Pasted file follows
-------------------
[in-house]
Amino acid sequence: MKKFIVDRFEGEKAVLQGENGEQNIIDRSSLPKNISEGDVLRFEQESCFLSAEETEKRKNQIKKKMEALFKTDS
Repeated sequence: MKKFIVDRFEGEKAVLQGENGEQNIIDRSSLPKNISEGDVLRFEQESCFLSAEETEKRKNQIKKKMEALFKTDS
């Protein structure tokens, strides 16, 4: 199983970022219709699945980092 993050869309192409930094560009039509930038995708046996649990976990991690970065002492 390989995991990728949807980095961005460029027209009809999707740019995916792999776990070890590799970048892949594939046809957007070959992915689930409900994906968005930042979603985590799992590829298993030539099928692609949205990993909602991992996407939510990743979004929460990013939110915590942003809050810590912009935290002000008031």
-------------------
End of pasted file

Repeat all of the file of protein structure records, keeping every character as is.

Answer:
[in-house]
Amino acid sequence: MKKFIVDRFEGEKAVLQGENGEQNIIDRSSLPKNISEGDVLRFEQESCFLSAEETEKRKNQIKKKMEALFKTDS
Repeated sequence: MKKFIVDRFEGEKAVLQGENGEQNIIDRSSLPKNISEGDVLRFEQESCFLSAEETEKRKNQIKKKMEALFKTDS
């Protein structure tokens, strides 16, 4: 199983970022219709699945980092 993050869309192409930094560009039509930038995708046996649990976990991690970065002492 390989995991990728949807980095961005460029027209009809999707740019995916792999776990070890590799970048892949594939046809957007070959992915689930409900994906968005930042979603985590799992590829298993030539099928692609949205990993909602991992996407939510990743979004929460990013939110915590942003809050810590912009935290002000008031």